The package is part of the airline’s latest short-haul menu and costs £5.
It features a scone, jam and cream – but passengers expecting a cuppa have been left disappointed.
Tea must be ordered separately and costs £2.50 extra.
Some have argued that the description of the afternoon tea in the inflight magazine is misleading.
It reads: “An indulgent sultana scone served with traditional clotted cream and delicious strawberry preserve – pair it with a hot cup of Tea Pigs Everyday Brew for an authentic cream team experience."
Another said it could be in breach of the Trades Description Act, while one enterprising participant copied and pasted the dictionary definition of an afternoon tea: “variable noun – afternoon tea is a small meal you can have in the afternoon. It includes a cup of tea and food such as sandwiches and cakes.”
Customers also expressed their disappointment on social media. Mark Whiteside tweeted a picture of the afternoon tea listing alongside the caption: “Um, British Airways does your Afternoon Tea onboard not actually come with tea? I’m paying a fiver just for the scone and the teas extra? .... What?”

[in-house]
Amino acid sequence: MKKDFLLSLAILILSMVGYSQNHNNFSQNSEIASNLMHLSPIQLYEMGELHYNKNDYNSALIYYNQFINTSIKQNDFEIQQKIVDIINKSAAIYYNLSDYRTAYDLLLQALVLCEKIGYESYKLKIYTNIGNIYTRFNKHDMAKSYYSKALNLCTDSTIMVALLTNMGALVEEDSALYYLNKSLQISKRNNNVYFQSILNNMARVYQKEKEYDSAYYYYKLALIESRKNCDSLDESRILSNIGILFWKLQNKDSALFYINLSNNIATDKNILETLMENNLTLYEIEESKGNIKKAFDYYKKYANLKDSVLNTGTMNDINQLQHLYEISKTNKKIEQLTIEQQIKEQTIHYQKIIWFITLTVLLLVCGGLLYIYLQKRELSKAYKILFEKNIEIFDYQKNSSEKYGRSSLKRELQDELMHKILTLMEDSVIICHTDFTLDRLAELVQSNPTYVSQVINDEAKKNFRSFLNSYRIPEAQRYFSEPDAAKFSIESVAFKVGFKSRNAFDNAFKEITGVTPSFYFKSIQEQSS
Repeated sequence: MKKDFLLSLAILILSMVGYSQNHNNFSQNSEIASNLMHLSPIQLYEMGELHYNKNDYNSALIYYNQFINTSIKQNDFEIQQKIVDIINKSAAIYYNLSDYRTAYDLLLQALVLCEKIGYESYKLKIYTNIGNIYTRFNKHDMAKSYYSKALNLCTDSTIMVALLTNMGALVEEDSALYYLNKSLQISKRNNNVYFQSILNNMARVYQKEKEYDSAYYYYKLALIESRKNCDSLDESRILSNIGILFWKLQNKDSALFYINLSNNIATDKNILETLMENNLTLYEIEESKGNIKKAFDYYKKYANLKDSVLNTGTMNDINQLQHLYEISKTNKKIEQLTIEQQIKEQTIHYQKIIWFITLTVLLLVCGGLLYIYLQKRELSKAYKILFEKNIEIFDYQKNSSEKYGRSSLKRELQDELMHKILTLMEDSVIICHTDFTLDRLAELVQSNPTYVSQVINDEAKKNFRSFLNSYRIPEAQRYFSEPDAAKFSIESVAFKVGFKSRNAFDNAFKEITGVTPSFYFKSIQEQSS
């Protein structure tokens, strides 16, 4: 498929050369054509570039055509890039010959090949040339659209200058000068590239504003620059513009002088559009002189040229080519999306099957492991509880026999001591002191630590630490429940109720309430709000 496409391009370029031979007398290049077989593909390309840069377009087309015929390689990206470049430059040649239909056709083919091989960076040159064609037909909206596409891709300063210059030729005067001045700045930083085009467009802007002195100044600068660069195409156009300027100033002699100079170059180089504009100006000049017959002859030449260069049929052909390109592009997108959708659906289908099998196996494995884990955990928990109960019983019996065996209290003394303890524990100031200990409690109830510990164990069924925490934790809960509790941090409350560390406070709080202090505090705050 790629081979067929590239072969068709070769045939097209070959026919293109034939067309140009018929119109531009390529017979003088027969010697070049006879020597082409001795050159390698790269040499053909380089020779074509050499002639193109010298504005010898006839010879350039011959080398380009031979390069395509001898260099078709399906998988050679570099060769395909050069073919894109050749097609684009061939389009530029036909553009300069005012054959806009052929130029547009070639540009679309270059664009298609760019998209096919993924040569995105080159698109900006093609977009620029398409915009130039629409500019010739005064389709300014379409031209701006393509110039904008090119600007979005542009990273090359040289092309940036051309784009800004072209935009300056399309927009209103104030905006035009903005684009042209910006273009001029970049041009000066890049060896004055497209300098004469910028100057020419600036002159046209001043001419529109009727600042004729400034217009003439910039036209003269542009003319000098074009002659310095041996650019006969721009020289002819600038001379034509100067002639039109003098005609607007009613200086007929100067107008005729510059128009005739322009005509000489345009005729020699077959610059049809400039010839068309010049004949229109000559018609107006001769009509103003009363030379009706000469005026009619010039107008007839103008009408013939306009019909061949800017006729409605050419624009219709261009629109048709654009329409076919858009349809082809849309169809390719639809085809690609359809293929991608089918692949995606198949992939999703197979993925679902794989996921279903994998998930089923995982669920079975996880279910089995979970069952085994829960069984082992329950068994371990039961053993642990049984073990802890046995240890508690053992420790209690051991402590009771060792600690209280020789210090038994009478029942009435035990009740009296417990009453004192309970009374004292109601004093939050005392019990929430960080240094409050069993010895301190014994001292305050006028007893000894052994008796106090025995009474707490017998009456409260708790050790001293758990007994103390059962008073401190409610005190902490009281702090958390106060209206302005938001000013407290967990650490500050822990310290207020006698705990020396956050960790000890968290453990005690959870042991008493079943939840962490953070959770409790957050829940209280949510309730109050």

Ben Fletcher wrote a similarly caustic response on Twitter: “Let me guess, British Airways, you removed the tea from afternoon tea based on customer feedback in order to enhance the afternoon experience?”
Lizzie on Flyertalk perhaps summed it up best: “For us Brits it’s almost the law that afternoon tea includes tea. I dare say it’s the equivalent of an American buying a beefburger then being told it doesn’t include the bread roll which has to be purchased separately.”
British Airways said in a statement: “Whether it’s a traditional cup of tea, our new espresso martini or a bottle of champagne, we offer a wide range of beverages to allow customers to choose which option they pair our popular afternoon tea with.”
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